Untitled

  • Frederick Eversley, Untitled, 1974, polyester resin/cast, Smithsonian American Art Museum, Museum purchase, 1983.82

Eversley speaks of energy, space, time, and matter – concepts familiar to physicists and mathematicians and to an electrical engineer who gave up a career in the space program to make sculpture. The disc form of this untitled work is the result of the centrifugal process. Its highly polished surface concentrates ambient light in a bright central orb that shines like a distant star in the emptiness of space and draws the viewer into a cosmic place. But the parabolic shape also acts like a lens that captures light and the reflections of objects around it into a miniature black universe that dramatically alters relationships in the surrounding space.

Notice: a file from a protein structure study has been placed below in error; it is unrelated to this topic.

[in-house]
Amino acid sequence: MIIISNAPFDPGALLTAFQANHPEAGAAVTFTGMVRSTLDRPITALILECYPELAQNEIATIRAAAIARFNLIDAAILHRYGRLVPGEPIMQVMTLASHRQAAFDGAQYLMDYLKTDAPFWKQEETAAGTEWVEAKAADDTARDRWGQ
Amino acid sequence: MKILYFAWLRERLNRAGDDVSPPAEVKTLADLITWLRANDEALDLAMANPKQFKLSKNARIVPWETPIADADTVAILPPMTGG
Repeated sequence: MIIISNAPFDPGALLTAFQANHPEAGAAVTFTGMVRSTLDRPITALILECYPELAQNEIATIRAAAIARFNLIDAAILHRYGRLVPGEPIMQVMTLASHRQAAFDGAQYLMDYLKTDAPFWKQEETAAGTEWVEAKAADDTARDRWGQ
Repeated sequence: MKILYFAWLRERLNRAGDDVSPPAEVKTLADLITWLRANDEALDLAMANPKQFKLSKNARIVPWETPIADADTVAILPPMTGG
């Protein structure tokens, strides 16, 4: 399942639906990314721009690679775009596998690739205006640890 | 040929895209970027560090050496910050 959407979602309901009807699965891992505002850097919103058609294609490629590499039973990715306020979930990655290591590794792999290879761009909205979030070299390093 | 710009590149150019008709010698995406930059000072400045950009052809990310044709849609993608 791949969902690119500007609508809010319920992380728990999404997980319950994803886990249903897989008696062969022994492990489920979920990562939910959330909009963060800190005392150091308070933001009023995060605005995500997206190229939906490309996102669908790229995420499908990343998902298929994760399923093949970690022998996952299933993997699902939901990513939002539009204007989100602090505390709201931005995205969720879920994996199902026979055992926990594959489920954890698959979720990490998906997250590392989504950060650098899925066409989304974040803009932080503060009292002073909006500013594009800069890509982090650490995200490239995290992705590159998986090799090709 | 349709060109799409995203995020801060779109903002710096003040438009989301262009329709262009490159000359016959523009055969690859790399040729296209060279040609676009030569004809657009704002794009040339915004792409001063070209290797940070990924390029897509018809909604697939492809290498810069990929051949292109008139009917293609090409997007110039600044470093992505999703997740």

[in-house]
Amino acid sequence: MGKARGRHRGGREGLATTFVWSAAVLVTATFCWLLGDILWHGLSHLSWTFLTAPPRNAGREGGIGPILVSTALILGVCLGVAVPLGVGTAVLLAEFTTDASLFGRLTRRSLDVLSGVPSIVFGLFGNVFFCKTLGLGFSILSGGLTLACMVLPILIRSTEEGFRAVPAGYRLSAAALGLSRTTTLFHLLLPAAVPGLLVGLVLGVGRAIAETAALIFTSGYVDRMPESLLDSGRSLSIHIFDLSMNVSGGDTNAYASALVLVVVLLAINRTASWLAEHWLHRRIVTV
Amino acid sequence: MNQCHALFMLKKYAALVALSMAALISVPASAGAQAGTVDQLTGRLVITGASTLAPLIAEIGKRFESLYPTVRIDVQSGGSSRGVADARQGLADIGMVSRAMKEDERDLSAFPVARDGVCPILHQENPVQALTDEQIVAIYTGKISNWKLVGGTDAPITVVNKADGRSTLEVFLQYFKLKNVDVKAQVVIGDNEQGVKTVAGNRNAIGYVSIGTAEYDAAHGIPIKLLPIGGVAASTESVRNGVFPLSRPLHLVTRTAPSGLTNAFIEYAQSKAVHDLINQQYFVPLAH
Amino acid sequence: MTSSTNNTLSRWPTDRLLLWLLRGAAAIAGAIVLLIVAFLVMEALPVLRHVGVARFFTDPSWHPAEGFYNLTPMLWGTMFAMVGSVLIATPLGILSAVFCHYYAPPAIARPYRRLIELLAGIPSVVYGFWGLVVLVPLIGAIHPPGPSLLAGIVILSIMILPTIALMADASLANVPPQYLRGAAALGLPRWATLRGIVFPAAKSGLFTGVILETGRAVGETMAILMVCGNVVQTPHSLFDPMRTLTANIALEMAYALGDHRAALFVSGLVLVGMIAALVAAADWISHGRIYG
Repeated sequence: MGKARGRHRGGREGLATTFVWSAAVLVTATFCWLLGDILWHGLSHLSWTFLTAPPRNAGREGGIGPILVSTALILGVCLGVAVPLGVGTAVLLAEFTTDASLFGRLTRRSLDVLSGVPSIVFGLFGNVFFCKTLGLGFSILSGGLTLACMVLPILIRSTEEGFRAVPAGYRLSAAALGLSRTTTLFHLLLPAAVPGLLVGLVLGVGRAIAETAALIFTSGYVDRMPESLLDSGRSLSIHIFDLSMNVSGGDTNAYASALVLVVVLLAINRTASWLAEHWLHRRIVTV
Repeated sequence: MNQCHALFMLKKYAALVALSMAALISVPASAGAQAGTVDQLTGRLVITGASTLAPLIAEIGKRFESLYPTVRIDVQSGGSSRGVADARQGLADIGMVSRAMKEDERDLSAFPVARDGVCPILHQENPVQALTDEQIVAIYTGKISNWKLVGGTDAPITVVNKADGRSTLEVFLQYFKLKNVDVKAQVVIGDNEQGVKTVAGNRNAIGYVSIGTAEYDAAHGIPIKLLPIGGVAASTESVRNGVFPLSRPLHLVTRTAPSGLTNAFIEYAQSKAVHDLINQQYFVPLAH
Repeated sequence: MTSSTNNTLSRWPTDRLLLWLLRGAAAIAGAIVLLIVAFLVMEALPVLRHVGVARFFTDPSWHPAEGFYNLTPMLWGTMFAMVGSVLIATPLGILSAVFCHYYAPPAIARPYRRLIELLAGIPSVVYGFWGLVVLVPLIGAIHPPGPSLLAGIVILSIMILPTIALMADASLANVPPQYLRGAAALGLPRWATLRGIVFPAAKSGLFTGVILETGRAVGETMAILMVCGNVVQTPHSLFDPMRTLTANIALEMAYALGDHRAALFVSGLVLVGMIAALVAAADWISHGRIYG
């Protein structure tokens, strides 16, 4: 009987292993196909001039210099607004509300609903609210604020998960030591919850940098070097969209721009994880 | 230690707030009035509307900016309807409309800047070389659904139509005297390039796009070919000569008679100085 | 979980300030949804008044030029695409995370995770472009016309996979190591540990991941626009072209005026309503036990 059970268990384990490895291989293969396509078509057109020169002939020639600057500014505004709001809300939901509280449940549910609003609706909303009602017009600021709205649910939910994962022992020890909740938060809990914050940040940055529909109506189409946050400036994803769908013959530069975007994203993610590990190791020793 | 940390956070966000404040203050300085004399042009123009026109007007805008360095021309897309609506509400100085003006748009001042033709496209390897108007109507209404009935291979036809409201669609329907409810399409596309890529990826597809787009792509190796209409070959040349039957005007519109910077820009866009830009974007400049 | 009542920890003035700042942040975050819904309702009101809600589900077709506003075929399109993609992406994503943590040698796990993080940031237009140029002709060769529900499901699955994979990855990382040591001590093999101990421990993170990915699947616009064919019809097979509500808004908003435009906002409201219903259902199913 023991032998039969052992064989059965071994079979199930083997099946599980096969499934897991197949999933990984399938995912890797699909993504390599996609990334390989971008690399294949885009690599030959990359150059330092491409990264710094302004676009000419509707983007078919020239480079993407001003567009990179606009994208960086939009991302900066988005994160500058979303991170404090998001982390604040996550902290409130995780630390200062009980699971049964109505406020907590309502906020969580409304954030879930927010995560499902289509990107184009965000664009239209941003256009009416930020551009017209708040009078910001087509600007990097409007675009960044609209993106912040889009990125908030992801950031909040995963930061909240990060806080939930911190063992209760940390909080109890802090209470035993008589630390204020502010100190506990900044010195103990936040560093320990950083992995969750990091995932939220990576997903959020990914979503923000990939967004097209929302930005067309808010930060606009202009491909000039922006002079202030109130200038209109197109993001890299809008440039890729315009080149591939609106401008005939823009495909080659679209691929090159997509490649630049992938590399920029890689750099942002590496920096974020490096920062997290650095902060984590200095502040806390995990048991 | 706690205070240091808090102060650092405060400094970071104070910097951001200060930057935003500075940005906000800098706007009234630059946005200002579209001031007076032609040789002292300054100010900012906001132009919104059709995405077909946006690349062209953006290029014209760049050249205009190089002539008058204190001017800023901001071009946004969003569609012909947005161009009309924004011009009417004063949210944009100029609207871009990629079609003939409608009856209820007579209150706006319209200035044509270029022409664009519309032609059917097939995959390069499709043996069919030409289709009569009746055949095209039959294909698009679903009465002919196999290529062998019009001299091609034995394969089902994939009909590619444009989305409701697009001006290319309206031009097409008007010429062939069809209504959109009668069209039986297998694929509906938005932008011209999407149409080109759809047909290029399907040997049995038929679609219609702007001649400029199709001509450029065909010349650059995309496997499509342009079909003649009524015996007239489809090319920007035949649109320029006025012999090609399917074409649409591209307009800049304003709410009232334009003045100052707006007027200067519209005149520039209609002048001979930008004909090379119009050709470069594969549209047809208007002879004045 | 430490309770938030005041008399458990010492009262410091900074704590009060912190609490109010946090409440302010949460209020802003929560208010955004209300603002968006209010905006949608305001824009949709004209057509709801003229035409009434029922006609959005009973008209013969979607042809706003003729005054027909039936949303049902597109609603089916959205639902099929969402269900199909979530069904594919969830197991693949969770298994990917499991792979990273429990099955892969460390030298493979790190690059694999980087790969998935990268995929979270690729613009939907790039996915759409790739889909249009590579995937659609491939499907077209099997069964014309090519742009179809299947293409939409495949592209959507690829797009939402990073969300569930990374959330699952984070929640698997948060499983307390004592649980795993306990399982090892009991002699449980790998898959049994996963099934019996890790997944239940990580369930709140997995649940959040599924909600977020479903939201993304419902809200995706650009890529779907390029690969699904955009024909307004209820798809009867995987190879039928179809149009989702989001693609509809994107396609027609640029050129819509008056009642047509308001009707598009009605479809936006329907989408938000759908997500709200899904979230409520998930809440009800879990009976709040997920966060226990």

African American Art: Harlem Renaissance, Civil Rights Era, and Beyond, 2012

Frederick Eversley’s pieces evoke mirrors or large optical lenses. He uses a process that involves spinning liquid plastic around a vertical axis until the centrifugal forces create a concave surface. Many of Eversley’s sculptures incorporate parabolic curves. These curves are found in a range of natural and man-made forms including suspension bridges, wind-blown sand dunes, and microwave reflectors, and Eversley is fascinated by their ability to concentrate and reflect energy into a single point.

“[The sculptures] act as … parabolic mirrors or reflectors which capture and focus … light energy onto an imaginary plane or point which appears to be suspended in space.” Artist’s statement, 1978
Title
Untitled
Artist
Date
1974
Location
Not on view
Dimensions
19 58 diam. x 6 12 in. (49.7 diam. x 16.6 cm.)
Credit Line

Smithsonian American Art Museum

Museum purchase

Mediums
Mediums Description
polyester resin/cast
Classifications
Highlights
Keywords
  • Abstract
Object Number
1983.82
Palette
Linked Open Data
Linked Open Data URI

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